Perseverance

The Cost of Sacrifice

2 Samuel 24:24

“But the king replied to Araunah, “No, I insist on paying you for it.
I will not sacrifice to the LORD my God burnt offerings that cost me nothing.”
So David bought the threshing floor and the oxen and
paid fifty shekels of silver for them.”

In 1988, Bobby Michaels released a song entitled, “Anything that Costs Me Nothing.” It’s a great song–you should check it out. Surely, he was inspired by King David’s response to Araunah in 2 Samuel 24:24. You see, Araunah had offered to give the king a threshing floor and oxen that he planned to use for a sacrifice to God. But King David replied, “‘No, I insist on paying you for it. I will not sacrifice to the LORD my God burnt offerings that cost me nothing.’ So David bought the threshing floor and the oxen and paid fifty shekels of silver for them.”

Whenever illness strikes a friend, a neighbor, or a family member, I think to myself, “That should be me.” It must sound morbid, I know, but I have always longed so deeply for heaven and have been so anxious to meet my Heavenly Father, that I know my response to such a diagnosis would surely honor and glorify Him. I’m sure of it. But maybe that’s why God hasn’t chosen that path for me. Oh, of course, it would require some sacrifices. I would give up the chance to watch my children grow up and to have them know and remember me. I would give up the chance to someday meet and hold and love my grandchildren. But truly, it wouldn’t be the same for me as I know it is for some. And just as they must offer their lives as a costly sacrifice for the God they love and serve, so must I.

For me, that sacrifice may mean a lengthy stay here on earth, in a land that is foreign to me and one that could never feel quite like home. It may mean many years of hoping and trusting in what I cannot see. It will surely require me to rely and lean on God in my weaknesses and amid my failures. And when I feel that unbearable sense of separation from Him and long to be closer, to be held in His strong but gentle arms, I must remember that this is my sacrifice, and that its value lies in its cost. I pray always that it would be a cost that I would bear gladly.

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The Race

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Hebrews 12:1

“Therefore, since we are surrounded by such a great cloud of witnesses, let us throw off everything that hinders and the sin that so easily entangles. And let us run with perseverance the race marked out for us…”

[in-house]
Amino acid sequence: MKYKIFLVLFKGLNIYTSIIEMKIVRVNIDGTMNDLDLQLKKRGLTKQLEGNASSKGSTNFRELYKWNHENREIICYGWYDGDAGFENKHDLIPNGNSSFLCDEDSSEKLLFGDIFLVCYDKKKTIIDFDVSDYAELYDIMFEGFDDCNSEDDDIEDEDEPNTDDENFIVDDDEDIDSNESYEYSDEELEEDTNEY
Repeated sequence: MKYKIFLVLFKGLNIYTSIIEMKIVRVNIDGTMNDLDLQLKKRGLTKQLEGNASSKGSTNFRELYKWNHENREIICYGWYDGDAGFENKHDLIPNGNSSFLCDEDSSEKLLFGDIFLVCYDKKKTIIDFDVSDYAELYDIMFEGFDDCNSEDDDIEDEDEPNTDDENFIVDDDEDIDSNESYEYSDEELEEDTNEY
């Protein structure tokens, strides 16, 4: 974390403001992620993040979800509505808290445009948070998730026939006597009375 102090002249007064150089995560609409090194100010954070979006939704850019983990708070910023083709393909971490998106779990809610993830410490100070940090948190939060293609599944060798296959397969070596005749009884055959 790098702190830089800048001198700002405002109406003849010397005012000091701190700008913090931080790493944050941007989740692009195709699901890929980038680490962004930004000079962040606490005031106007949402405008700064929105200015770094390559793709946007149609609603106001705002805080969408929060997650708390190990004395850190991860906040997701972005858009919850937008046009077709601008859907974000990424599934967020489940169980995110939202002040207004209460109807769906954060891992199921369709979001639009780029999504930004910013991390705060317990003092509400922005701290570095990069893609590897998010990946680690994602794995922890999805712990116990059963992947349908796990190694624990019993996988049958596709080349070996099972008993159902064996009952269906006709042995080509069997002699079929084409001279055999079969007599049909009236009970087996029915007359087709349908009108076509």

Run the race with perseverance. Other translations replace the word “perseverance” with the word “endurance,” indicating that this verse is not referring to a sprint. Instead, it’s a cross-country endeavor. Think of it as a marathon. Today, as Christians around the world celebrate the freedom and forgiveness we have in Christ, our family is celebrating the completion of Chris’s 36th lap of this marathon called life.

As with any race, this life is filled with ups and downs, ins and outs. This past lap has been filled with smiles and laughs, friends and family. But it has also been filled with mundane routines, tired mornings from sleeping in a bed full of “snuggle puppies” (a.k.a. toddlers), and—most recently—POTTY TRAINING!

But through all of it, we’re in it together. Patrick, from Marathon Nation, states that “there’s no doubt that having a companion to share your miles can help breathe the life back into your training. From sharing a few laughs to pushing your limits, the right running partner will help you grow as a runner” (http://www.marathonnation.us/marathon-training/running-with-a-partner/).

So, to Chris: I am honored to run beside you through all of the joys, celebrations, expectations, uncertainties, challenges, disappointments, and setbacks that we face in this life. And I think, as we sit on our porch sipping lemonade another 36 laps from now, we’ll look back at all of these milestones, and we’ll see that all of them have been blessings. Happy birthday!

Redeemed unto Reconciliation

That we as Christians have been given the ministry of reconciliation isn’t exactly news. After all, Paul stated in 2 Corinthians 5:18 that God “reconciled us to himself through Christ and gave us the ministry of reconciliation.” He also said that, as far as it depends on us, we are to “be at peace with all men” (Romans 12:18). But, if you’re anything like me, this is one of those things that falls squarely into the ‘easier said than done’ category. So I welcomed the recent sermon series that our pastor preached on this subject. While I learned a lot from the entire four-week series, I can also say that there were several “tweetable” tidbits (c/o @bradyherbert) that really spoke to me. I hope they will speak to all of you as well.

  1. When we look for God’s goodness in someone, it’s impossible to make them our enemy. And I would add that when we look for the good that God might be working both in and through that person, we are better able to move toward reconciliation. This concept reminds me of a strategy you’ve probably heard about before. When we pray for others (and more specifically, our enemies), we are drawn to them and God gives us a greater level of compassion for them. Of course, that means that we pray for God’s blessings in their lives. We pray that He would comfort, guide, and—yes—convict. But we don’t pray that they would ‘get what’s coming to them.’ We don’t pray that God would ‘smite’ them. We pray for God’s best for them. And in the process, we are changed.